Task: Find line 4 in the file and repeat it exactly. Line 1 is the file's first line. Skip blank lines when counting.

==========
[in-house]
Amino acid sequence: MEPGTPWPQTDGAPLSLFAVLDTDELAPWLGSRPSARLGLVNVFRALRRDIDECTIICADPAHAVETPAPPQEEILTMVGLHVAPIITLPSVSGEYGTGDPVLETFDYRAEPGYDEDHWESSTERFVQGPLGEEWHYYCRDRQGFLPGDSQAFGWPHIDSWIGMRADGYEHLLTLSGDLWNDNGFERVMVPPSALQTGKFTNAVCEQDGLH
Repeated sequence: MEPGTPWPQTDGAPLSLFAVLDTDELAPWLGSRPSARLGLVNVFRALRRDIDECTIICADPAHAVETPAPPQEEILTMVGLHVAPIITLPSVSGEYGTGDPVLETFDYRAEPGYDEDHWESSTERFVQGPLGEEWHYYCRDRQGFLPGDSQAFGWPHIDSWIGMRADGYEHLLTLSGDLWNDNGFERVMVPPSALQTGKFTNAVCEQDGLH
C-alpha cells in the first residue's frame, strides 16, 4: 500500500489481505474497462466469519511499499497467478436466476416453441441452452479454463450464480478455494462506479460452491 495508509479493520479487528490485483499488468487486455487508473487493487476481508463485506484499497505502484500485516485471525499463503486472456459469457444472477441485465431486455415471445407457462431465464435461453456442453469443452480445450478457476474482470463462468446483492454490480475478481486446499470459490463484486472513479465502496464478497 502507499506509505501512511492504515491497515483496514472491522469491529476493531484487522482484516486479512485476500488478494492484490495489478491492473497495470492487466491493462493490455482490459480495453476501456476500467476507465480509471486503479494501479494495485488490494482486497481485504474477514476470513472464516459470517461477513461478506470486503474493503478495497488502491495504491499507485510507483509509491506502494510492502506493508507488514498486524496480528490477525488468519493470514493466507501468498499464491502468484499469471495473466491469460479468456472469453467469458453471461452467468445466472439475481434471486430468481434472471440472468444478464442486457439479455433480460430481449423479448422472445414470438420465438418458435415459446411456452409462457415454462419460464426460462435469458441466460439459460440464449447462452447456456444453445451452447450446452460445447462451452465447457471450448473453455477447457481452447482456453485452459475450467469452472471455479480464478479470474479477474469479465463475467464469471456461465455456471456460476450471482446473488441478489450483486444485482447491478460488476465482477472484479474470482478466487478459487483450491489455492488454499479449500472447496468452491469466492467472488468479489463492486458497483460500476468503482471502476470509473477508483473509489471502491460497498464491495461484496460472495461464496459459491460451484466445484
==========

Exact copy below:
C-alpha cells in the first residue's frame, strides 16, 4: 500500500489481505474497462466469519511499499497467478436466476416453441441452452479454463450464480478455494462506479460452491 495508509479493520479487528490485483499488468487486455487508473487493487476481508463485506484499497505502484500485516485471525499463503486472456459469457444472477441485465431486455415471445407457462431465464435461453456442453469443452480445450478457476474482470463462468446483492454490480475478481486446499470459490463484486472513479465502496464478497 502507499506509505501512511492504515491497515483496514472491522469491529476493531484487522482484516486479512485476500488478494492484490495489478491492473497495470492487466491493462493490455482490459480495453476501456476500467476507465480509471486503479494501479494495485488490494482486497481485504474477514476470513472464516459470517461477513461478506470486503474493503478495497488502491495504491499507485510507483509509491506502494510492502506493508507488514498486524496480528490477525488468519493470514493466507501468498499464491502468484499469471495473466491469460479468456472469453467469458453471461452467468445466472439475481434471486430468481434472471440472468444478464442486457439479455433480460430481449423479448422472445414470438420465438418458435415459446411456452409462457415454462419460464426460462435469458441466460439459460440464449447462452447456456444453445451452447450446452460445447462451452465447457471450448473453455477447457481452447482456453485452459475450467469452472471455479480464478479470474479477474469479465463475467464469471456461465455456471456460476450471482446473488441478489450483486444485482447491478460488476465482477472484479474470482478466487478459487483450491489455492488454499479449500472447496468452491469466492467472488468479489463492486458497483460500476468503482471502476470509473477508483473509489471502491460497498464491495461484496460472495461464496459459491460451484466445484